CounterCurrent: Week of 4/24
Buckle up, folks—it’s time for another CounterCurrent legal drama, complete with lies, betrayal, and a multi-million dollar payout. But don’t worry, this story has a happy ending. (What’s that? Two weeks of good news in a row? Yes, I’m as shocked as you are.)
But let’s not get too far ahead of ourselves. Our story begins in November 2016, the day after the presidential election, just across the street from Oberlin College at Gibson’s Bakery. After an Oberlin student was caught using a fake ID and shoplifting, a confrontation between him and a Bakery employee led to a chase, which culminated in three Oberlin students beating the employee on the ground. The three students were arrested and eventually pled guilty to charges of assault (and robbery for the shoplifting student).
The next day, Oberlin students launched a vitriolic campaign against the Bakery and the Gibson family, accusing both of racism. Oberlin administrators threw their weight behind the students by supporting and even participating in their campaign against the Bakery. Dean of Students Meredith Raimondo allegedly photocopied some of the protestors’ fliers on Oberlin machines—and she threatened to “unleash the students” on a professor who later dared to suggest that the university should apologize to the Gibson family for damaging its livelihood.
After attempting to reason with the Oberlin administration to no avail, Gibson’s Bakery eventually turned to their only remaining line of defense: the Ohio justice system. The Gibson family sued both Oberlin and Raimondo for libel, defamation, and illegal interference with their business. After an extended trial, a jury decided in favor of the Gibson family and awarded them over $11 million in compensatory damages and $33 million in punitive damages (the final judgment was later reduced to $31.2 million due to statutory caps on punitive damages). Although Oberlin appealed the decision, it was upheld last month by an Ohio Court of Appeals.
In this week’s featured article, attorney and Minding the Campus columnist Louis K. Bonham writes about the biggest takeaways from the case. “The eight-figure disaster,” he says, “should serve as a timely object lesson to universities and administrators: surrendering to wokeism and cancel culture (in Oberlin’s case, embracing and participating in it) can have very real, very expensive repercussions.”
Bonham describes three main lessons that the Oberlin case offers “for those willing to learn.” The first is that “while the doctrines of CRT and wokeism may well be the preferred narrative of the faculty lounge and certain organizations, application of such doctrines often conflicts with well-settled law.” The mantra will be familiar to regular readers of Minding the Campus: we’ve published numerous stories of professors who have challenged the illegal actions of DEI-obsessed administrators and won. In this case, the jury saw through Oberlin’s attempt to claim First Amendment protection for the lies that it propagated—as it turns out, libel is libel, even when the defamatory statements align with the dominant progressive narrative.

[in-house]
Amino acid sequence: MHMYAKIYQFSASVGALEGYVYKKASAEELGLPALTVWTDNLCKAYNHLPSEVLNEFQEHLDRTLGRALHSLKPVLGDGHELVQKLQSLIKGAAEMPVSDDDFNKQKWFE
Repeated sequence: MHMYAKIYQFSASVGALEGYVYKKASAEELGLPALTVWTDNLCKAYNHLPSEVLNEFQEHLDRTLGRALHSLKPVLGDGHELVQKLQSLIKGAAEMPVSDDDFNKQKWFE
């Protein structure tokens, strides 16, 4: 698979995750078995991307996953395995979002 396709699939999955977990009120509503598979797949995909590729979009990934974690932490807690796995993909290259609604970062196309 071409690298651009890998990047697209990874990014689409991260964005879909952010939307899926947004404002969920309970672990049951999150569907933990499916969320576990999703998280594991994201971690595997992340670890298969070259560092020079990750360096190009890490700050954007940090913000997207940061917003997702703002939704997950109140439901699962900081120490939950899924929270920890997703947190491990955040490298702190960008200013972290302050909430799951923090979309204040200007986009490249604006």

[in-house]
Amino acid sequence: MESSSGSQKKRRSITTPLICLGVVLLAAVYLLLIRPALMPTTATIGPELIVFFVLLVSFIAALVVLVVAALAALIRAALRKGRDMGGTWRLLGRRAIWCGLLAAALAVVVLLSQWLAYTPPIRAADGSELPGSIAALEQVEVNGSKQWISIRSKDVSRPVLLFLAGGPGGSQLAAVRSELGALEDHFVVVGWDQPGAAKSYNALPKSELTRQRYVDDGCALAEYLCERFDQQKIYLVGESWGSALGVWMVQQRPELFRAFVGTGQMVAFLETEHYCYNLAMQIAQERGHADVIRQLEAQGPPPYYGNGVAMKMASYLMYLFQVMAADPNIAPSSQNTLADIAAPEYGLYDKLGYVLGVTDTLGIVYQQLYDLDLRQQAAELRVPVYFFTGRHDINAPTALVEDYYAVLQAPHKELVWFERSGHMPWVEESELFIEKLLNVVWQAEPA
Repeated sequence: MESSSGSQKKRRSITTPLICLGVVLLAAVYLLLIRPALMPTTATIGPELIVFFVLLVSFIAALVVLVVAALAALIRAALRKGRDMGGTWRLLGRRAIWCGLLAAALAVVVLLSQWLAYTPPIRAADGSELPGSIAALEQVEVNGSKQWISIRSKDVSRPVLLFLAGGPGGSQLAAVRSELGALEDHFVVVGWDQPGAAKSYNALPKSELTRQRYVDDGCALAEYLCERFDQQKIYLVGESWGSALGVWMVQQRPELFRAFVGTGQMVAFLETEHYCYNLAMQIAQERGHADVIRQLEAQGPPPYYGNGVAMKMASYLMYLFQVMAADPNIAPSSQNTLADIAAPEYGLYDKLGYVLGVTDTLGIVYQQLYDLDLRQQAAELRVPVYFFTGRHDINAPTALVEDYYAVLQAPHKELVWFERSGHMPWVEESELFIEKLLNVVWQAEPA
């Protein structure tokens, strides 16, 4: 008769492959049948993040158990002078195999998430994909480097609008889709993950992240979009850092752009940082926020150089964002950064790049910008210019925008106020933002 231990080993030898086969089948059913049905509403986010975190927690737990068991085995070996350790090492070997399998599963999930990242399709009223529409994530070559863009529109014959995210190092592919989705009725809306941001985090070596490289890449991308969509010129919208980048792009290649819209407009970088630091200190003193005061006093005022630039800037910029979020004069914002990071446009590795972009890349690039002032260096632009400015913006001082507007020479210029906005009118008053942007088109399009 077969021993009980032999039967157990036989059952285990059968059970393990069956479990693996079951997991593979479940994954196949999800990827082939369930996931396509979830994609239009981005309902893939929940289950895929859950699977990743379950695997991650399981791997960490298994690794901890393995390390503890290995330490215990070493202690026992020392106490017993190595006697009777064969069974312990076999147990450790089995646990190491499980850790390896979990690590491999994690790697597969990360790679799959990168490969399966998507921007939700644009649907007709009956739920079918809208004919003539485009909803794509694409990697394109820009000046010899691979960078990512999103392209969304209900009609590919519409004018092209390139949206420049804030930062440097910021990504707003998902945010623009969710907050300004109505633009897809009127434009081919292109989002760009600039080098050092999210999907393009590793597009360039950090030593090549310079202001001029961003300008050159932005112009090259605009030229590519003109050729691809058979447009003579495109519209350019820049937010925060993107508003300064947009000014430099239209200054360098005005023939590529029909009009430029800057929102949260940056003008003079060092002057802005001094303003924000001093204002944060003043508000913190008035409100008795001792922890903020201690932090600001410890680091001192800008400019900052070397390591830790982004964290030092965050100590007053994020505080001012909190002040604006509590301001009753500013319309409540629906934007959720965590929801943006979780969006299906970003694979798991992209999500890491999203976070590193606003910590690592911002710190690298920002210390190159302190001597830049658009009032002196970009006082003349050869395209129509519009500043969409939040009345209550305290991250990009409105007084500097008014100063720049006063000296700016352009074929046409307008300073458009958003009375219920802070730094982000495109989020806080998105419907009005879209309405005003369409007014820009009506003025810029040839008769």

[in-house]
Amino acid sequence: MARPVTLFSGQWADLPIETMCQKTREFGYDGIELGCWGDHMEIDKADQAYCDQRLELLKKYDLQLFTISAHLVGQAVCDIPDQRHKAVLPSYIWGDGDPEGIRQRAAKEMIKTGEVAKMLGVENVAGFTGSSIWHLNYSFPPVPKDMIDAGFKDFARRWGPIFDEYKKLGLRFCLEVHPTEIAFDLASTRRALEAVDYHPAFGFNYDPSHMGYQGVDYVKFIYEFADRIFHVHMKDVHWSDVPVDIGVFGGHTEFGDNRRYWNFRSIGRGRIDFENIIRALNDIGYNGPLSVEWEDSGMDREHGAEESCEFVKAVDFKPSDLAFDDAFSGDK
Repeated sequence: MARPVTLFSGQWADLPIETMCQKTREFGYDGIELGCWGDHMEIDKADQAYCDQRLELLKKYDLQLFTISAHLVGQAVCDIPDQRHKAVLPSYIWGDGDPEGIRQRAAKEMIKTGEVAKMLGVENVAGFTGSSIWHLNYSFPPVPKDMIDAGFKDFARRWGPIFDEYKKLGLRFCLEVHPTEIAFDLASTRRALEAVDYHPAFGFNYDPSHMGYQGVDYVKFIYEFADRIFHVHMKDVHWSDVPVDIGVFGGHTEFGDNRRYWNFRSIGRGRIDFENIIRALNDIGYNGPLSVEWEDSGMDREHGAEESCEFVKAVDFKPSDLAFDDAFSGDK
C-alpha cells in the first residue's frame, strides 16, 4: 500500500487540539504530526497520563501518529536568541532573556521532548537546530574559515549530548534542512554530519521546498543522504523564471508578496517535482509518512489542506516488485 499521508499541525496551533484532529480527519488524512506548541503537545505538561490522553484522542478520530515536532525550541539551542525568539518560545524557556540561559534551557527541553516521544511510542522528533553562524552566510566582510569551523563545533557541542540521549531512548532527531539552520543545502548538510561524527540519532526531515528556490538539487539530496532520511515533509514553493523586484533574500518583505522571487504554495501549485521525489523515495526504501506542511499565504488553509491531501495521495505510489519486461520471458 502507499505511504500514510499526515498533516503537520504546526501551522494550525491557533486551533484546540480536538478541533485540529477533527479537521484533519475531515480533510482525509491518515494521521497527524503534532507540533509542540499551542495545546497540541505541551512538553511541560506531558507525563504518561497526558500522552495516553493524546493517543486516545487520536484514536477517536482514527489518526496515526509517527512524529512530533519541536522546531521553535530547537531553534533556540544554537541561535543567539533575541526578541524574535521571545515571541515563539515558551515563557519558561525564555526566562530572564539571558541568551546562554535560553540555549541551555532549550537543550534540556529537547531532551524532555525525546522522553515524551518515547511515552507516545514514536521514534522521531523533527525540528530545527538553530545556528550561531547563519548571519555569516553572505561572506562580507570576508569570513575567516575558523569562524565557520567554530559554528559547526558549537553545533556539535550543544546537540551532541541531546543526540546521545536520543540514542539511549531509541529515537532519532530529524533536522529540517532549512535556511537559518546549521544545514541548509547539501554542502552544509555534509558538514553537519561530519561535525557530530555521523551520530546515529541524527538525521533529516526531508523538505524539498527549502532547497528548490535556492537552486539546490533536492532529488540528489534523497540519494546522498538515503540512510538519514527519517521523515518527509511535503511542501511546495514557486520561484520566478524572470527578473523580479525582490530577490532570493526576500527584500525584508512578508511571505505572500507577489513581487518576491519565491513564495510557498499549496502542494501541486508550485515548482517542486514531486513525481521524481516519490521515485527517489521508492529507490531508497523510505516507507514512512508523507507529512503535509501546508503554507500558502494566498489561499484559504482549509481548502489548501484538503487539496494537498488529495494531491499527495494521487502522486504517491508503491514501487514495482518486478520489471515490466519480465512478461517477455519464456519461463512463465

The second lesson, according to Bonham, is that one’s “position as a ‘woke’ administrator isn’t impregnable armor.” Dean Raimondo learned the hard way that college administrators can face personal liability for breaking the law. Although Raimondo was a private employee, administrators at public colleges who disregard the law will not be safe either, as qualified immunity offers no defense against violations of clearly established law. In those cases, however, taxpayers will be left to foot the bill both for the legal fees and the cost of any judgment against the university. (All the more reason to hold public administrators accountable for their misbehavior and remove the temptation to wrongdoing that qualified immunity offers.)
The third and final lesson is that “the ‘true believers’ of wokeism appear to lack filters when communicating with other members of their coven.” Raimondo’s threat to “unleash the students” was just one of many gems from the internal communications at Oberlin that were revealed during discovery. To see the other incriminatory statements and to learn the rest of the story, I highly recommend reading Bonham’s article, as well as the Legal Insurrection archives about the case. I promise it will be worth your time.
Until next week.
P. S. Last month, NAS board member and Connecticut affiliate head Jay Bergman wrote an article about Central Connecticut State University’s new policy designating faculty, administrators, and other college employees as “mandated reporters.” The policy requires them to report any information about suspected “gender-based discrimination” to the university’s Office of Equity and Inclusion. In the article, Jay outlines the problems with the new policy and explains the chilling effect that it will have on the free exchange of ideas. Overall, he argues that the policy is reminiscent of Soviet-era surveillance requirements (and as a historian of the Soviet Union, he would know).
The article was originally published in FrontPage Magazine, but it has been republished in four Connecticut newspapers: the Republican-American in Waterbury, The Day in New London, the Journal Inquirer in Manchester, and online in the Connecticut Mirror. You can also read it here on Minding the Campus.
CounterCurrent is the National Association of Scholars’ weekly newsletter, written by Communications Associate Marina Ziemnick. To subscribe, update your email preferences here.
Image: Gibson's Bakery, Facebook